Sen. Landrieu Defends Herself
Sen. Mary Landrieu (D-La.) has attacked The Post's story about how she pushed a campaign contributor's reading program that was adopted by the D.C. schools, telling New Orleans's WWL-TV on Sunday that "the Post is off-base in their accusations and innuendos."
Landrieu, who declined requests for an inteview with The Post before the story ran, defended the $2 million earmark for the Voyager reading program. The earmark came just after Landrieu had received more than $30,000 in campaign contributions at a fundraiser held by Voyager's founder and chairman, Randy Best.
Landrieu spoke during an interivew on the public-affairs program, "Sunday Morning," to WWL-TV's Dennis Woltering about congressional earmarks for local projects, including hurricane protection and roads.
Woltering asked Landrieu about a meeting the senator had with Best in her office, which was followed by a phone call from a fundraiser working for Landrieu.
"Randy Best has held fundraisers for me I think three times over several years," Landrieu said. "I don't know the time frame of when that happened. But people come into my office all the time. We sometimes help them, sometimes don't. They sometimes help us raise money. Sometimes they don't. I have to raise money. I can't fund it privately. There's no public funding for the campaign."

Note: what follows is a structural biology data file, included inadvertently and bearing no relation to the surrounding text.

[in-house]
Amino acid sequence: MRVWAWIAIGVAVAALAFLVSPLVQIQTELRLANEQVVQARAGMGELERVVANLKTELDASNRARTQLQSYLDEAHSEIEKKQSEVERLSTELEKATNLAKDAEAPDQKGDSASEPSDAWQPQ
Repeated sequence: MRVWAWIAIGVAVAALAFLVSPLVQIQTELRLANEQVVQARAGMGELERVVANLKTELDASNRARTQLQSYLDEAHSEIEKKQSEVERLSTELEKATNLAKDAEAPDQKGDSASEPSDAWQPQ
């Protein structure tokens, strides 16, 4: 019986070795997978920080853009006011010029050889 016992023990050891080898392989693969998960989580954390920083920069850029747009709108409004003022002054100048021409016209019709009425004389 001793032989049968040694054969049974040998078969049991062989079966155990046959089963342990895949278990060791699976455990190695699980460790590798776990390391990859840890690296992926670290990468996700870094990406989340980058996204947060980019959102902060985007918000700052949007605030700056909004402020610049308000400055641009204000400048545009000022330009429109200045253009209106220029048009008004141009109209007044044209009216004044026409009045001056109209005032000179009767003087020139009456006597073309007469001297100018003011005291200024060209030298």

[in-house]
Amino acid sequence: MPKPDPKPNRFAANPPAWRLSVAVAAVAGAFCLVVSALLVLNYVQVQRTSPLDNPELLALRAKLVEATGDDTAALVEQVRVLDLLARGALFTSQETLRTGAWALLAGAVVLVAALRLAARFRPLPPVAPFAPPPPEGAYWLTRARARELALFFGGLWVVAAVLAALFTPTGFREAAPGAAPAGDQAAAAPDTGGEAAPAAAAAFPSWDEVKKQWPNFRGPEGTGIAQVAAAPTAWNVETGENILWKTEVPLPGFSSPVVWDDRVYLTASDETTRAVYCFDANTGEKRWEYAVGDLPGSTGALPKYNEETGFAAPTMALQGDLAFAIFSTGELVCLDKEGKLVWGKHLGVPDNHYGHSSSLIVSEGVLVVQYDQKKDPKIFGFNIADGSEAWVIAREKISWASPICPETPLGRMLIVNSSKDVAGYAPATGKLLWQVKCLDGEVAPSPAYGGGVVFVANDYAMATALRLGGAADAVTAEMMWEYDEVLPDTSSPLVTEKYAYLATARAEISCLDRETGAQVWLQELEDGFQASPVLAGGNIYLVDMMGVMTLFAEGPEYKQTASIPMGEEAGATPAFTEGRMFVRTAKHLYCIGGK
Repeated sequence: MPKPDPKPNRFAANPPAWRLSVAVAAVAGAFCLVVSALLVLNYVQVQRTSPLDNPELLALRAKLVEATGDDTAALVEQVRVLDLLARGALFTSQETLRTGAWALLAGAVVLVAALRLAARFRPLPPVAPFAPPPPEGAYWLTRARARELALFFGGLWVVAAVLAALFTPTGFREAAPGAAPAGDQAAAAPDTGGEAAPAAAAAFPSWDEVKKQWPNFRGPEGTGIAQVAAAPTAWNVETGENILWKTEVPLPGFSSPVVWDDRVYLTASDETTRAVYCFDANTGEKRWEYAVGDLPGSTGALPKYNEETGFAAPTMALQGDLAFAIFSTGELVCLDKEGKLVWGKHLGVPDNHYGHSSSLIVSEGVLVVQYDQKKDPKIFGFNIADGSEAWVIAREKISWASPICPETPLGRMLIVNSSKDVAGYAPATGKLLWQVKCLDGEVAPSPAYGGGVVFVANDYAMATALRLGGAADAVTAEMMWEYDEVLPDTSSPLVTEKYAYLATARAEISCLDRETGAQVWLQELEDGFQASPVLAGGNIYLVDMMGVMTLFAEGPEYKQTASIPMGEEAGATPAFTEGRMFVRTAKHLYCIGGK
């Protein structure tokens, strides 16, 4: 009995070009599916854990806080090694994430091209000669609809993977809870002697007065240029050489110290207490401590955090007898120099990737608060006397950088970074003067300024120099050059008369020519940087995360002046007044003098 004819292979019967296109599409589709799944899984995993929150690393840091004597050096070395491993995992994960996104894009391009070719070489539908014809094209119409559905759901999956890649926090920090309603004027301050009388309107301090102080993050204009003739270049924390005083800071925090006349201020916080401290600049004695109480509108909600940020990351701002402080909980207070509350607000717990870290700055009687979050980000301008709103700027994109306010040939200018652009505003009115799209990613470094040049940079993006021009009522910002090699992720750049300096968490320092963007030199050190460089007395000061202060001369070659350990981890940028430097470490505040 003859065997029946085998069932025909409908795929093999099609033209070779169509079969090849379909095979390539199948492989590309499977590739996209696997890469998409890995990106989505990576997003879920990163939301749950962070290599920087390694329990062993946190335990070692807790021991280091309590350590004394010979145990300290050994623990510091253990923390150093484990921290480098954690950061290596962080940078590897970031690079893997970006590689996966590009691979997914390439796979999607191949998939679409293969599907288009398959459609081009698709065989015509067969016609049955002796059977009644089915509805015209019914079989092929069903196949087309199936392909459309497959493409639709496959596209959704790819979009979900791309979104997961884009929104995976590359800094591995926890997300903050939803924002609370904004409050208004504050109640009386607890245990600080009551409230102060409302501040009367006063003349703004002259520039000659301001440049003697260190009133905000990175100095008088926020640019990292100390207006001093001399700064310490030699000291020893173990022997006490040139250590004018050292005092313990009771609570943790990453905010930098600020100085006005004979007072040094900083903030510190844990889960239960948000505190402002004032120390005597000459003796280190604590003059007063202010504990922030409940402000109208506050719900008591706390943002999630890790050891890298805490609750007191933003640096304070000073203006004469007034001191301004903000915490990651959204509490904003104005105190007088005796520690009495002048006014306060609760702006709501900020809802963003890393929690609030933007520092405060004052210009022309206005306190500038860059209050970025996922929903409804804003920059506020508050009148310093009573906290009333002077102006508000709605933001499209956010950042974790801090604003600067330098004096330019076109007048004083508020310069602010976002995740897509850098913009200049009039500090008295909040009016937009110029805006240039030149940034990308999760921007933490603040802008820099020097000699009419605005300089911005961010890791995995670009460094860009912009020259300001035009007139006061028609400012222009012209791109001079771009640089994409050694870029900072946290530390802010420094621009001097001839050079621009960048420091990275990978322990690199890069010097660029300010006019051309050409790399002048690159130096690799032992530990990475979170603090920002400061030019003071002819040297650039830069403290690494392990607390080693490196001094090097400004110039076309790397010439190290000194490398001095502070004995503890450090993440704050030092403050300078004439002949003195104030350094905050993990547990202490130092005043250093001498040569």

Landrieu said the donations had nothing to do with the earmark.
"I was impressed with this pogram whether they ever contributed a penny to me," Landrieu said. "The program actually worked."
Landrieu contradicted city officials quoted in the story who said they had preferred another program and did not seek the appropriation. A city official had told The Post that they treated the offer from Landrieu's office for the Voyager earmark like "found money."
Said Landrieu: "The program was voluntary. I consulted with the mayor before I provided the money. They didn't have to spend the money on this program, and after all of that, it has been successful."
Landrieu said Best "has a great approach to teaching children to read, and God knows, with the scores our children are showing, we need all the help that we can get."
The senator concluded, saying, "I've answered it and will continue to answer questions. I have absolutely nothing to hide about our relationship."
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